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Matthew Fisher, May 31, 2013
DrupalCon this year was an absolute blast! This was my very first convention, so it was a little nerve-racking, but it was an incredible experience. The sponsors, coordinators, and the visitors there were all great people to talk to, and the food was AMAZING.
Development lead for Komodo IDE Todd Whiteman and myself arrived over in Portland on Monday, and we got started setting up our booth as soon as the doors opened on Tuesday. We registered, got our free T-shirts, our badges, maps, bus passes, and moved into our booth for setup. As soon as we finished setting up around 11:30 and the welcoming keynotes and speeches were finished, the visitors started pouring into the main hall. We had stickers, T-shirts for both Komodo and Stackato, and some other goodies for anyone that came by our booth.
Over the course of the convention, we met with a broad range of people, and everyone had an interesting story to tell. Some were just starting up, coming to learn about the new features of Drupal 8, which is currently under development. Others had already created a few websites for clients and were either hosting them on their servers or helped their clients deploy onto their servers. Some people were there to look for technical consulting for their websites, and some companies were looking to give consulting to potential customers. There were also some people that had a very good understanding of the Drupal community, and were just coming around to see all of the new sponsors for DrupalCon. Some just wanted free stuff.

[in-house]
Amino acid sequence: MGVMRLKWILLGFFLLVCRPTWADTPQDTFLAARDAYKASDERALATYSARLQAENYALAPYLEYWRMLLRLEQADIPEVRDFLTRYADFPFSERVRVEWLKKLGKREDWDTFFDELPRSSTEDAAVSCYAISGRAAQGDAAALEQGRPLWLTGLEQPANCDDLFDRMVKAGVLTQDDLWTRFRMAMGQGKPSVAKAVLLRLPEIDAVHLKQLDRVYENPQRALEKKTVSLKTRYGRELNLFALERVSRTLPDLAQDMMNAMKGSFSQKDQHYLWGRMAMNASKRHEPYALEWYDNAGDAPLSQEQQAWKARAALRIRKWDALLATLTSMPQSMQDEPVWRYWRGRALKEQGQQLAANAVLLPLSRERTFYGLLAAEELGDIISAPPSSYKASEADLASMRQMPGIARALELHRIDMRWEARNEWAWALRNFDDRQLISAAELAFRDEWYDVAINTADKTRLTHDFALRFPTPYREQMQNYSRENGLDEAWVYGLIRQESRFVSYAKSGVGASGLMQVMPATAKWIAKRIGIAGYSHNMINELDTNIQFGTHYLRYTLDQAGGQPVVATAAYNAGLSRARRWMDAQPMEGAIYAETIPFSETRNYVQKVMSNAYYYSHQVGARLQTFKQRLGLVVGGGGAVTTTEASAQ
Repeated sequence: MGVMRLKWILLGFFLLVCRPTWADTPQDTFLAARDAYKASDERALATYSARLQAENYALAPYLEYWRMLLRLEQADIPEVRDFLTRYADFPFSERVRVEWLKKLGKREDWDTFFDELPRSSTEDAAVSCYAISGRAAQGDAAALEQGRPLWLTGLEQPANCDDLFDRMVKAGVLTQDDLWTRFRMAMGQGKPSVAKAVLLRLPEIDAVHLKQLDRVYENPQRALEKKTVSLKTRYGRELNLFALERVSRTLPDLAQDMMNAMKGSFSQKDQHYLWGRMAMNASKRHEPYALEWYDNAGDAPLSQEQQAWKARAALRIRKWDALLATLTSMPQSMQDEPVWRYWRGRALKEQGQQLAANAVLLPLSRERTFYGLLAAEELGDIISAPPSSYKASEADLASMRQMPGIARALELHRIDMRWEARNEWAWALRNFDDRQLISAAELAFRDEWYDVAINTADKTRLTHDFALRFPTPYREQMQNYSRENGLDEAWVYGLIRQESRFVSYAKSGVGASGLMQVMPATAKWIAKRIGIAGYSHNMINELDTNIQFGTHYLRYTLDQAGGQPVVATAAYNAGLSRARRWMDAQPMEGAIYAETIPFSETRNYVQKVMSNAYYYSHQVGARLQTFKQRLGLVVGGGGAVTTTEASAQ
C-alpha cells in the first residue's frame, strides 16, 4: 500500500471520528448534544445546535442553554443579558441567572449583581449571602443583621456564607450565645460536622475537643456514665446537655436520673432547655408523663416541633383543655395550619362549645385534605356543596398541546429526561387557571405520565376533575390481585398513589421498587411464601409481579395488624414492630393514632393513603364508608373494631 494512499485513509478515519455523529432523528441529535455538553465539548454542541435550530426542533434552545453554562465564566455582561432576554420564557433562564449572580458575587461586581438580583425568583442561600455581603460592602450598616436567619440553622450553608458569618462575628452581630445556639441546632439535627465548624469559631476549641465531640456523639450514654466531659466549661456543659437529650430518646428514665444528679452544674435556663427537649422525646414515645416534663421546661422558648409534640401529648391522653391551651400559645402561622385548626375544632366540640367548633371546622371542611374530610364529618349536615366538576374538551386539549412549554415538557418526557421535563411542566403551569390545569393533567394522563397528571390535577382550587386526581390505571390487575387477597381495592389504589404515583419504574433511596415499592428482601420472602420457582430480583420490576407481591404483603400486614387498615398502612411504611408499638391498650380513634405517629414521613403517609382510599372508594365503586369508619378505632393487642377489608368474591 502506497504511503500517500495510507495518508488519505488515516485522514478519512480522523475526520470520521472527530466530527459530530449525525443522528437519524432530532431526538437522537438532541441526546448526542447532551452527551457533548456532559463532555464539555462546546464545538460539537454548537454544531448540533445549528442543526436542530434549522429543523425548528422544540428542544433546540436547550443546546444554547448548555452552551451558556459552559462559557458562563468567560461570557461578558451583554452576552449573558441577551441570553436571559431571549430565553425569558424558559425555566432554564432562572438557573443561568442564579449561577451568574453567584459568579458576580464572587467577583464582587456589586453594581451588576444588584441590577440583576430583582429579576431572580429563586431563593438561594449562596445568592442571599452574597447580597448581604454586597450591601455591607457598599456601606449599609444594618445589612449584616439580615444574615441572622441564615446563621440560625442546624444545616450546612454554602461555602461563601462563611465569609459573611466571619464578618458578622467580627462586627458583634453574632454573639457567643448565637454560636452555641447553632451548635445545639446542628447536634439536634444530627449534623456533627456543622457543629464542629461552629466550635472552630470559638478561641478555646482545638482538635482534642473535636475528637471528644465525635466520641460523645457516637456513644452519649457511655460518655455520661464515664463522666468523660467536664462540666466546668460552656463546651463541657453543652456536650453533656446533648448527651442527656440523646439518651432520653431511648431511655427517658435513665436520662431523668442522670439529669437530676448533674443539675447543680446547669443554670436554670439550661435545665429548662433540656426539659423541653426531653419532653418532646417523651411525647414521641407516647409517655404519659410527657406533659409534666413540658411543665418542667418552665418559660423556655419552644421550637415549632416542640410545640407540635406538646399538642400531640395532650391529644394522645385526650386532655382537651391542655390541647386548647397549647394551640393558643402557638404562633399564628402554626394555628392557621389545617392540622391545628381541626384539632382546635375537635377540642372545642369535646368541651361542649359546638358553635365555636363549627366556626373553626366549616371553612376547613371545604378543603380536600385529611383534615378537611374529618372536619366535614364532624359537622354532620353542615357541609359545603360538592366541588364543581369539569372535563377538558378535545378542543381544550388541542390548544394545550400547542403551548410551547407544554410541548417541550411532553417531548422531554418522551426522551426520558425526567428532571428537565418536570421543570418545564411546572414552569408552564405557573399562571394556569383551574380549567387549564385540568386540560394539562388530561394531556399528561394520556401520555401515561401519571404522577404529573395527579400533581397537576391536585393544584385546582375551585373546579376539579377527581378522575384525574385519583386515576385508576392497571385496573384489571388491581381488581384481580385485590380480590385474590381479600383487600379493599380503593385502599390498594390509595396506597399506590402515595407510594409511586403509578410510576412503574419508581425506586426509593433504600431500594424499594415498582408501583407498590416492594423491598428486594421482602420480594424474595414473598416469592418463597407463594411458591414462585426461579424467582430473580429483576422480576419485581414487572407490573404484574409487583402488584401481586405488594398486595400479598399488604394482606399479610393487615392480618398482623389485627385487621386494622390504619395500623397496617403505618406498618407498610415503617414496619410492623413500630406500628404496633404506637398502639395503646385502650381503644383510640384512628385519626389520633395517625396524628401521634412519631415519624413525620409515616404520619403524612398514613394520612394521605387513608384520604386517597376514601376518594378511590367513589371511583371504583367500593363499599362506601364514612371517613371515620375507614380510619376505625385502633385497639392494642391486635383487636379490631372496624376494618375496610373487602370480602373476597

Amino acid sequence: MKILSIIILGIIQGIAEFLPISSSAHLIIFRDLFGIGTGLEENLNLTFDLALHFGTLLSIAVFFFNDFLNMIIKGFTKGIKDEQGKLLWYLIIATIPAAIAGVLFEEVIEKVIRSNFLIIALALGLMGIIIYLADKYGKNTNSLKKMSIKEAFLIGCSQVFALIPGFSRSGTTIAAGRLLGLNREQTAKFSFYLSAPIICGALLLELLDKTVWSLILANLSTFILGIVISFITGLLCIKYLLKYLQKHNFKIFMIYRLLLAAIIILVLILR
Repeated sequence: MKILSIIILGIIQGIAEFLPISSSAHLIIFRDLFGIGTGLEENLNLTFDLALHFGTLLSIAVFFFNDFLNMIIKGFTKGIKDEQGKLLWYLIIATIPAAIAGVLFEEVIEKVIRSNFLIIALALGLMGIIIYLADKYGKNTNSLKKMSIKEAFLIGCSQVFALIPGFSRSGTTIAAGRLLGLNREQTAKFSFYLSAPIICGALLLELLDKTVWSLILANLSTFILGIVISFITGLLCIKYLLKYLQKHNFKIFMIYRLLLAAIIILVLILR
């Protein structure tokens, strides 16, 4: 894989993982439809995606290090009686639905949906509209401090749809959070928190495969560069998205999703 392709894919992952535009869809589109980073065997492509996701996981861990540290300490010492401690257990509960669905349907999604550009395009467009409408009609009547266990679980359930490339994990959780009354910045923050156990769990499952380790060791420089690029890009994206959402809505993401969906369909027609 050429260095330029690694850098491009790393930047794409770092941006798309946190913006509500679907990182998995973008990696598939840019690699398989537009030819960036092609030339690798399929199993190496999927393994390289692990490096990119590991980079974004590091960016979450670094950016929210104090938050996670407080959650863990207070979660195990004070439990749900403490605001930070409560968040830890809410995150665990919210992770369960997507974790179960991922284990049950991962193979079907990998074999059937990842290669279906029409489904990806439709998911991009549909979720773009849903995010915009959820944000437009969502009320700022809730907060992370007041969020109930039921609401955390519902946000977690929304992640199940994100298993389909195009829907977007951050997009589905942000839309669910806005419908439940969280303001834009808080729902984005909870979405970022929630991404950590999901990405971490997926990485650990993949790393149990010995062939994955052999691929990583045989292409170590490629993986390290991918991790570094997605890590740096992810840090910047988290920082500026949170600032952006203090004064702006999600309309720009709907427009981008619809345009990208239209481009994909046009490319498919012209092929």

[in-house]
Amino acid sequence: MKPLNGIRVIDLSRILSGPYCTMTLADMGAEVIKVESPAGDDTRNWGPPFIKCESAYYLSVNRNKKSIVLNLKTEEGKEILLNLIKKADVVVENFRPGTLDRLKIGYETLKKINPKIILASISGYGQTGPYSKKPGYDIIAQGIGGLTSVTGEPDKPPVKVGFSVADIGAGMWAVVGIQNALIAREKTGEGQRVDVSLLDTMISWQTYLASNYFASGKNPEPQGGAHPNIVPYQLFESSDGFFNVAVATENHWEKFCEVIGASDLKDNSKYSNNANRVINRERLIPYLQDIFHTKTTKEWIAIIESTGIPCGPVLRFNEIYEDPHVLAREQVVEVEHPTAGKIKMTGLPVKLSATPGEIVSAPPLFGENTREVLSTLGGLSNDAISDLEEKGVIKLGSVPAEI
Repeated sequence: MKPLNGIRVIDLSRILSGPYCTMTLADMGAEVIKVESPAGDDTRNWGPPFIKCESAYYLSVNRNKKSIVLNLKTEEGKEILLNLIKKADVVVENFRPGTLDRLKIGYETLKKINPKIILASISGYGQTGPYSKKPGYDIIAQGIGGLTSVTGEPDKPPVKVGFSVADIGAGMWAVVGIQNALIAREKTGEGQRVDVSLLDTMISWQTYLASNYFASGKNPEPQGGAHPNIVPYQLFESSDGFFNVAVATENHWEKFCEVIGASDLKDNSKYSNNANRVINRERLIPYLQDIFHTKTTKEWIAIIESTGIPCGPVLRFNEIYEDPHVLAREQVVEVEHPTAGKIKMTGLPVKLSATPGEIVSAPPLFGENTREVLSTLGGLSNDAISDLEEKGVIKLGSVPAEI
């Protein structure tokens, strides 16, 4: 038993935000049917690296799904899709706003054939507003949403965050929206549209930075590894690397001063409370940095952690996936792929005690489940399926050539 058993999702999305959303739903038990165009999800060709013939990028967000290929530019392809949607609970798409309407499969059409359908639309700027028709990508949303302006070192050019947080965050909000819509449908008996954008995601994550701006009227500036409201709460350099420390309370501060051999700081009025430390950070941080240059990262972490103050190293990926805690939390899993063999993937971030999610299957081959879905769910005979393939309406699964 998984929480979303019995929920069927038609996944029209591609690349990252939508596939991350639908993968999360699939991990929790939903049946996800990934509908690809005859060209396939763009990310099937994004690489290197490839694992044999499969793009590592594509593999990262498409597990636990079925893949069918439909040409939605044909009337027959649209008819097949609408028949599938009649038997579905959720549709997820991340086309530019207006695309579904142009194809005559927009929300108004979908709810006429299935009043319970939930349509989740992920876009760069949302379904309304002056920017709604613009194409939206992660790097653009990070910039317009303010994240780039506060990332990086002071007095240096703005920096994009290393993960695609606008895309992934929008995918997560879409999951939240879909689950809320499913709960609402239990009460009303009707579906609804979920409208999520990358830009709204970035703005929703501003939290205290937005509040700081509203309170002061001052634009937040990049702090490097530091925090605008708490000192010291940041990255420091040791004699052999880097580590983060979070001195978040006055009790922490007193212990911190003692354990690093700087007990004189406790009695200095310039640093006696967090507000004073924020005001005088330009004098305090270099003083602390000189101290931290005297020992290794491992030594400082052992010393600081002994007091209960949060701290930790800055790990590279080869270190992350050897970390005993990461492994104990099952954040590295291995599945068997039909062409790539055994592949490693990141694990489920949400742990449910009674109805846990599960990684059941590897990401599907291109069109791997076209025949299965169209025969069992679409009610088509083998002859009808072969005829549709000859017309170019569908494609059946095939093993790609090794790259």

On the very last day, I was actually able to head out and listen to some of the talks that were going on. I went to a talk from KnpLabs about Business Driven Design, Behat, Mink, and other Wonderful Things. The talk was absolutely eye-opening for me. Before I came to DrupalCon, most of my applications just ran a few tests here and there to make sure that nothing big broke when I committed changes. However, with this talk, it truly inspired me to learn Behat and Cucumber, and to start using them for my applications. Not to mention that the tests are actually human-readable sentences, so I can show to anyone who is non-technical or does not work with the core development, and they would completely understand what is happening and what is the expected result. They should be able to think: “Oh, given that I’m an anonymous user, when I go to the catalog page, I should see a list of products. Okay.”
Overall, it was a great learning experience, and I hope to go back next year. Maybe I’ll recognize a few faces next time, too!
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